Families come in all different shapes and sizes, and no one knows that better than Barry Farmer.
Farmer grew up in foster care, moving from home to home. From an early age, he knew that family was important to him. When Farmer was met with the chance to give back to kids who needed homes just like he did, Farmer happily took the opportunity to become a dad three times.
Barry Farmer was a foster kid and now he’s a single dad to three adopted sons.
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Parenting can be stressful, overwhelming, Thankless, unpredictable, yet satisfying. Adopting 3 children before the age of 26 is unheard of by many. Being a male adopting raises a lot of eyebrows for sure and adopting outside your race as a African American Male turns a lot of heads. When you care about the well being of HUMANS in general, the color of their skin doesn’t come into play when it comes to having compassion. If you only knew what I endured in my own journey to reach this moment of reflection, only then would you even begin to understand why I didn’t put stipulations as far as race on my role as Father. I’m here for all children in need. That’s just who I am. So, Dont ask “Why did he choose this path to parenthood”, ask yourself “Why haven’t I chosen this path to parenthood”
“I was 17 years old when I wrote in my journal, ‘I want to adopt a child from foster care,’ ” Farmer told the AdoptUS Kids blog.
Farmer was pretty familiar with the foster care system from his firsthand experience. He grew up in the organization Kinship Care, which facilitates family members fostering kids when their parents can’t care for them. His grandmother mostly raised him, and then when he was 21 years old he got his license to be a foster parent. He took in 8-year-old Jaxon as a foster parent, but when the time came for Jaxon to move in with other prospective parents, Jaxon asked Farmer if he could be his “father forever,” according to PEOPLE.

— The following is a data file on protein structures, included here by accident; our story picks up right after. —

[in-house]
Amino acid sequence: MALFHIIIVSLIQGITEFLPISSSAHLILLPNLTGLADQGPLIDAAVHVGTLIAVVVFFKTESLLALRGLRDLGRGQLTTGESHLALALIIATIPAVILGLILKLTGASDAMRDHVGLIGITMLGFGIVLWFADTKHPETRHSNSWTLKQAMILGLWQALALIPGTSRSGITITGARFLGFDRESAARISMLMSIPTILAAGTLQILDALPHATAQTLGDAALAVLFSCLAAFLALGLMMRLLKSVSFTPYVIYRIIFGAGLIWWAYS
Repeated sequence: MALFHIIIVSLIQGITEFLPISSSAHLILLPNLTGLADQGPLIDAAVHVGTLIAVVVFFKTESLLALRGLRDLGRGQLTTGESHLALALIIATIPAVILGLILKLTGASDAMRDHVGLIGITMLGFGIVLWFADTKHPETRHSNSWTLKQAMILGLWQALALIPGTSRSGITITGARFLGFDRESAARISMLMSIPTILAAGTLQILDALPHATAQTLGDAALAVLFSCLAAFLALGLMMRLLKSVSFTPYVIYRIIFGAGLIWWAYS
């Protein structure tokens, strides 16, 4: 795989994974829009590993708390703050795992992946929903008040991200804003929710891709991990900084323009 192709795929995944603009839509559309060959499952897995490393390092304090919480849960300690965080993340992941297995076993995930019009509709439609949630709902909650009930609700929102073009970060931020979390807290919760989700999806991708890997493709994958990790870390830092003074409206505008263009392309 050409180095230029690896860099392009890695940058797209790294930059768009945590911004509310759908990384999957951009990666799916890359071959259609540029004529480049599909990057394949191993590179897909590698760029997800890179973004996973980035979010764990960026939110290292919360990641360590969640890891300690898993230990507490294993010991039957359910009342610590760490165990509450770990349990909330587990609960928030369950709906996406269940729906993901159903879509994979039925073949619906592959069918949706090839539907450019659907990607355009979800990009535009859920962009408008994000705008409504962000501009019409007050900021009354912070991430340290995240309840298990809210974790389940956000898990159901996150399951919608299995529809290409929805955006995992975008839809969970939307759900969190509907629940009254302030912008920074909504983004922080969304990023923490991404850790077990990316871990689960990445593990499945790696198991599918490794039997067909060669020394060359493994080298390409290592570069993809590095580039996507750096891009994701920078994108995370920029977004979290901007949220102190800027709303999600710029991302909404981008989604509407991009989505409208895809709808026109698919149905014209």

Farmer adopted Jaxon in 2011, and Jaxon’s two brothers soon joined the family.
In 2013, Farmer adopted then 11-year-old Xavier. The next year, he adopted then 4-year-old Jeremiah.
“Fatherhood has been everything I imagine it to be because I’m the father I wish I had growing up.”
Farmer told PEOPLE, “I’m involved, I’m there when my boys go to sleep and when they wake up. I’m their biggest cheerleader when helping them achieve their goals. I try not to miss a beat in their lives. I take the responsibility of being their father very seriously and never for granted.”
The family doesn’t look very similar, but they do share one thing in common: Long hairstyles. Farmer grew his hair out after he adopted Jaxon, and soon the boys followed their dad’s lead.
Farmer doesn’t foster children any more. He told AdoptUS Kids blog:
It’s time for me to step back and enjoy my sons. Being a foster family can be demanding and stressful at times. I’m ready to step away from that for a while and focus on my sons’ futures. They have made so much progress that I want to enjoy it with them. Also, I have set a few goals for myself that I would like to accomplish before opening my home to more who are in need.
Farmer is still actively involved in advocating for foster and adopted kids. He’s a spokesman for AdoptUS Kids and Foster Care Adoption Advocate for children awaiting adoption. Farmer told PEOPLE:
This is about the hundreds of thousands of children who need permanent homes and closure on their traumatic past and how we need hundreds of thousands of individuals to step forward and help them. There is no need to be afraid of older children in America waiting for their forever homes. They need your understanding, your compassion and your guidance.
Farmer posts updates on his Instagram. On his account, you can learn more about fostering and adoption – plus, see some really cute pics of his family.
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